From the Deal, Walmer, and Sandwich Mercury, 31 August, 1872. 1d.


The Magistrates have appointed the 12th September next as the annual licensing day, and at that meeting they will take into consideration and discuss as to altering the closing hours, in conformity with the new Act.


From the Deal, Walmer, and Sandwich Mercury, 14 September, 1872. 1d.


Thursday was annual licensing day for this borough, and the Magistrates present at the Petty Sessions were G. Hughes, E. Brown, W. M. Cavell, J. Iggulden, T. F. Hulke, and G. Fry Esqrs. The business occupied between four and five hours, and only one license was witheld - that of the "Brickmakers' Arms," beer-shop, against the landlady of which there were three complaints, which will be investigated at the adjourned meeting. Mr. Ricketts, of the "Park Tavern," applied for a six day's license only, so that he might close the house entirely on Sundays, and he also wanted permission to keep open till half-past twelve or one o'clock on Tuesdays. The first application was granted, but the other was left open for settlement at an adjourned meeting, as were also several claims for extension of time from landlords of houses adjacent to the beach. The applicants were admitted into the Magistrates' room one at a time and each one was asked what hour of closing would suit them best, and was at the same time informed that the hours would be fixed afterwards and due notice given. As far as we could judge, the majority were in favour of closing at eleven or half-past. Owing to the new Act requiring that a register should be kept of all the houses, with the names of the landlords and the amount of rent, the cost of all licenses was increased by a small fee, and several of the publicans were curious enough to enquire the cause of the increase, and were generally satisfied with the answer; but one sceptical old gentleman at the South-end was even bold enough to ask to see the Act, and the Magistrates humoured him by reading the clause in question. Mr. Linscott, grocer, applied for a certificate for a license to retail "wines, sweets, spirits, and beer in bottles or wood, not to be consumed on the premises," and the same was ordered to stand over till Thursday week. We understand that after fully considering the requirements of the town, the Magistrates have decided that the hours of closing for public-houses shall be half-past eleven on weekday nights and ten o'clock on Sundays. Beer-shops to close half an hour earlier. The opening hours to be five o'clock in every case.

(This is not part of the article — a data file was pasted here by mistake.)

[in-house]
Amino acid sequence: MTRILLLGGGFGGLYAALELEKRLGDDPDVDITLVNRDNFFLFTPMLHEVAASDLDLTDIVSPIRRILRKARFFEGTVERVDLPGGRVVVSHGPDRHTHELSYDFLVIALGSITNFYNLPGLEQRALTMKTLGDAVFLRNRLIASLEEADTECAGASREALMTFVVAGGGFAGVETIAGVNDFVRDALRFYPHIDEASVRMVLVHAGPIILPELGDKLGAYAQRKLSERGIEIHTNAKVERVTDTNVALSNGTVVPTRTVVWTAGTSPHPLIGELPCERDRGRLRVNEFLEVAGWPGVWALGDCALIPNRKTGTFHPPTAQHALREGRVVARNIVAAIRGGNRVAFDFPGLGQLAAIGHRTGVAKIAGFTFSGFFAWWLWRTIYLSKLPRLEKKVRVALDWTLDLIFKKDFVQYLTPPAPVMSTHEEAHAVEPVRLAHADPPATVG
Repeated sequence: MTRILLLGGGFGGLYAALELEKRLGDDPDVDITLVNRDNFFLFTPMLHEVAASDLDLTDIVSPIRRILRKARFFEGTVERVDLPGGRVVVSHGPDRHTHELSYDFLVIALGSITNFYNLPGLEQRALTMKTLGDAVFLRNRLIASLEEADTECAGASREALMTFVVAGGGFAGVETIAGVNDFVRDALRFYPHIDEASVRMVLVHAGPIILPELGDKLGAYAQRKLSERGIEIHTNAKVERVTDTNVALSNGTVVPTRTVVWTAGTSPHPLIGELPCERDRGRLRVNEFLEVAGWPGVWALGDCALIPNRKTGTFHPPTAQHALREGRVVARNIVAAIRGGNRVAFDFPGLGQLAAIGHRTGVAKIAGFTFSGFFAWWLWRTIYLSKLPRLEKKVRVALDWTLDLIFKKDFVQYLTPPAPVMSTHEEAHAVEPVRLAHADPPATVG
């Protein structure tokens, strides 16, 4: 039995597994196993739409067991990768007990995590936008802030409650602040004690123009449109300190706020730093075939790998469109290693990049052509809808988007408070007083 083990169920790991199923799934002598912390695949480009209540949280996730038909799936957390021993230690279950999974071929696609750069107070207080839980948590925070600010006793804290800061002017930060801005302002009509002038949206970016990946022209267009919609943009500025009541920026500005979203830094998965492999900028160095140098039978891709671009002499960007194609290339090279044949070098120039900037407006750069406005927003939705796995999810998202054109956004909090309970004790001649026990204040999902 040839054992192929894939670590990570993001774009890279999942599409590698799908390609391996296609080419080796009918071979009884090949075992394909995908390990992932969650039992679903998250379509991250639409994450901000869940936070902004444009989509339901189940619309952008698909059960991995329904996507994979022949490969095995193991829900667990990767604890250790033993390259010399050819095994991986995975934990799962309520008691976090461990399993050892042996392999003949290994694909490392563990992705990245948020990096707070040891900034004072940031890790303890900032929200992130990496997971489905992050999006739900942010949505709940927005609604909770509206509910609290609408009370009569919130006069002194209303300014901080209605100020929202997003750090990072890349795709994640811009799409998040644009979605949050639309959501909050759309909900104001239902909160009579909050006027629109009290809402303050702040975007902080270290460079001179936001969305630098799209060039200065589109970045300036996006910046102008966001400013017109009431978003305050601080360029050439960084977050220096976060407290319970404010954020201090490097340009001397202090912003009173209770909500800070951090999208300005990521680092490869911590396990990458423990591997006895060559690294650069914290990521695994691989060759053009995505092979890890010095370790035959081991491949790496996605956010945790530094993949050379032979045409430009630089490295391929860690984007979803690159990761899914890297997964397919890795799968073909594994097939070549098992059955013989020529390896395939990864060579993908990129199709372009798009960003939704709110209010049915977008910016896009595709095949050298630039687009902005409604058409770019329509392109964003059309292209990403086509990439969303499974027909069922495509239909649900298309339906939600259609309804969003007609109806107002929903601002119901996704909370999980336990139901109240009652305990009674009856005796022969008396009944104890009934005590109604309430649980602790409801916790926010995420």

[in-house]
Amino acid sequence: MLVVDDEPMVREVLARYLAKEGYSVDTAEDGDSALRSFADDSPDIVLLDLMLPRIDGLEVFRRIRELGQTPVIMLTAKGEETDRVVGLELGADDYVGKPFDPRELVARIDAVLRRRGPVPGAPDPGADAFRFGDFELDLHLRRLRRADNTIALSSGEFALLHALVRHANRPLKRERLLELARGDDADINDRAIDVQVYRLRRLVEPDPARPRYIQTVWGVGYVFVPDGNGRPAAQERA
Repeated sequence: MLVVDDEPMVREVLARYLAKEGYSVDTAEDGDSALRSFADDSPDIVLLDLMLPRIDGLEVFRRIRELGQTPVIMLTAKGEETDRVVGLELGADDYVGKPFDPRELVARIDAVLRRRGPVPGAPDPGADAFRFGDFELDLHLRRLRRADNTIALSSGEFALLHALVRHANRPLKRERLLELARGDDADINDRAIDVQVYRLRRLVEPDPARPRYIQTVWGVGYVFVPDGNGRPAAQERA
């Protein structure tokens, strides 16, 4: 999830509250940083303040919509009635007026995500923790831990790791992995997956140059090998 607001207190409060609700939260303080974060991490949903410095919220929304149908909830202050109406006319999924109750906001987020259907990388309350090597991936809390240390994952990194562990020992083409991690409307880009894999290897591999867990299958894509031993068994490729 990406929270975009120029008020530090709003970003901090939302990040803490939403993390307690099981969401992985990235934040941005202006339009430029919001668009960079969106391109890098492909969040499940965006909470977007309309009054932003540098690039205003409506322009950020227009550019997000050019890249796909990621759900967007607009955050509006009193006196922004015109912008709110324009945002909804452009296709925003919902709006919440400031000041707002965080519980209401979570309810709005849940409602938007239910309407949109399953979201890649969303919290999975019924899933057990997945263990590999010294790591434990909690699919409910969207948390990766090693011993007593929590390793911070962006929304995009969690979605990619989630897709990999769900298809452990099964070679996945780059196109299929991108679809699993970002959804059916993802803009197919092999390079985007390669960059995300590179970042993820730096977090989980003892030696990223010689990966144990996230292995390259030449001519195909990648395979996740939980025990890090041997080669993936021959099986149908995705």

From the Deal, Walmer, and Sandwich Mercury, 28 September, 1872. 1d.


This being the adjourned licensing day, the various matters postponed were now produced with, the Mayor withdrawing for the time. The license of the "Duke of York" public-house, Cemetery Road, was transferred from Mr. W. Croft, to Mr. Patrick Harris, who has been conducting business for a long time.

A renewal of license was granted to Mr. Beer, of 61, Beach Street, and also to several of the grocers, and a hotel license to Mr. Childs, for a house on the Prince of Wales's Terrace, the business being separate from her husband's under a settlement.